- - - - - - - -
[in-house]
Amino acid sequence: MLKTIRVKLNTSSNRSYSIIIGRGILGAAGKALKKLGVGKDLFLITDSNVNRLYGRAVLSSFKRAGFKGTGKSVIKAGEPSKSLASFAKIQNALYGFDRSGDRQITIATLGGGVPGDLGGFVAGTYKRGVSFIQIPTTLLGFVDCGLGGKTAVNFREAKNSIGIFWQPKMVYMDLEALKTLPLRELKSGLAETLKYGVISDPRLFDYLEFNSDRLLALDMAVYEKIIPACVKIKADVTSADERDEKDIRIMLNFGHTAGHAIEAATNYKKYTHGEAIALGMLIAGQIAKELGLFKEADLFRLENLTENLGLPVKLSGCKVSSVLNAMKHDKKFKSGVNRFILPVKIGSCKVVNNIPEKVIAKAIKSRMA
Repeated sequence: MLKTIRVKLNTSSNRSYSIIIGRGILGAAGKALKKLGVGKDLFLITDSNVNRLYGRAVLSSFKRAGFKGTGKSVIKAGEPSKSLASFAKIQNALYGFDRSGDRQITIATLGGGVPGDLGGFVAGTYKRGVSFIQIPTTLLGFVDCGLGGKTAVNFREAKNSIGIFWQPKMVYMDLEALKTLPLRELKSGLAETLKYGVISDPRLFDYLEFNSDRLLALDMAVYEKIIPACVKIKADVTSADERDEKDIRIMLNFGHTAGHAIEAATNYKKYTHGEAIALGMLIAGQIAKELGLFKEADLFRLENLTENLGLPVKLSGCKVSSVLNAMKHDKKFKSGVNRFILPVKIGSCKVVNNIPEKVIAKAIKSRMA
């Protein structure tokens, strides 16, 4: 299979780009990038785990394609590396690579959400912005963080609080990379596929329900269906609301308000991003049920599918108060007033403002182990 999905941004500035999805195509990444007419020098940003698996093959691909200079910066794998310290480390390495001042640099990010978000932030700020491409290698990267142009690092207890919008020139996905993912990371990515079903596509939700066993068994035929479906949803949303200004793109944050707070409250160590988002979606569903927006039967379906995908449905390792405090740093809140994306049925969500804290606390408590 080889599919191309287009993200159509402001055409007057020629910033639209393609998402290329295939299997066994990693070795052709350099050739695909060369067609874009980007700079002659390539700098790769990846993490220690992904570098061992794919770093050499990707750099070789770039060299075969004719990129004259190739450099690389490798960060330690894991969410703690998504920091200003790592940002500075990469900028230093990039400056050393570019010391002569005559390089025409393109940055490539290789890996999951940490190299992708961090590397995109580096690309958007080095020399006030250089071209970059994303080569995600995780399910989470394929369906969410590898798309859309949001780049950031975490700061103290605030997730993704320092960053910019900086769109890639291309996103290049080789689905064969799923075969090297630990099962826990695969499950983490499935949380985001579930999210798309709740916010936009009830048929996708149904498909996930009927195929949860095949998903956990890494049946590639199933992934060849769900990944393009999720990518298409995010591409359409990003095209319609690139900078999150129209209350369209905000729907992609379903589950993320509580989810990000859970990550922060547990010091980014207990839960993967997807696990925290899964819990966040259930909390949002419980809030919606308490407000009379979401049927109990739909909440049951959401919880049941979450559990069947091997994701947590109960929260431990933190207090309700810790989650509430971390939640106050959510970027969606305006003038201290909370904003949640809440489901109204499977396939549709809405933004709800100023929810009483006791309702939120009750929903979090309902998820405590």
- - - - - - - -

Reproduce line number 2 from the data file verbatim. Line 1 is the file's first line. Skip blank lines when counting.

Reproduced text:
Amino acid sequence: MLKTIRVKLNTSSNRSYSIIIGRGILGAAGKALKKLGVGKDLFLITDSNVNRLYGRAVLSSFKRAGFKGTGKSVIKAGEPSKSLASFAKIQNALYGFDRSGDRQITIATLGGGVPGDLGGFVAGTYKRGVSFIQIPTTLLGFVDCGLGGKTAVNFREAKNSIGIFWQPKMVYMDLEALKTLPLRELKSGLAETLKYGVISDPRLFDYLEFNSDRLLALDMAVYEKIIPACVKIKADVTSADERDEKDIRIMLNFGHTAGHAIEAATNYKKYTHGEAIALGMLIAGQIAKELGLFKEADLFRLENLTENLGLPVKLSGCKVSSVLNAMKHDKKFKSGVNRFILPVKIGSCKVVNNIPEKVIAKAIKSRMA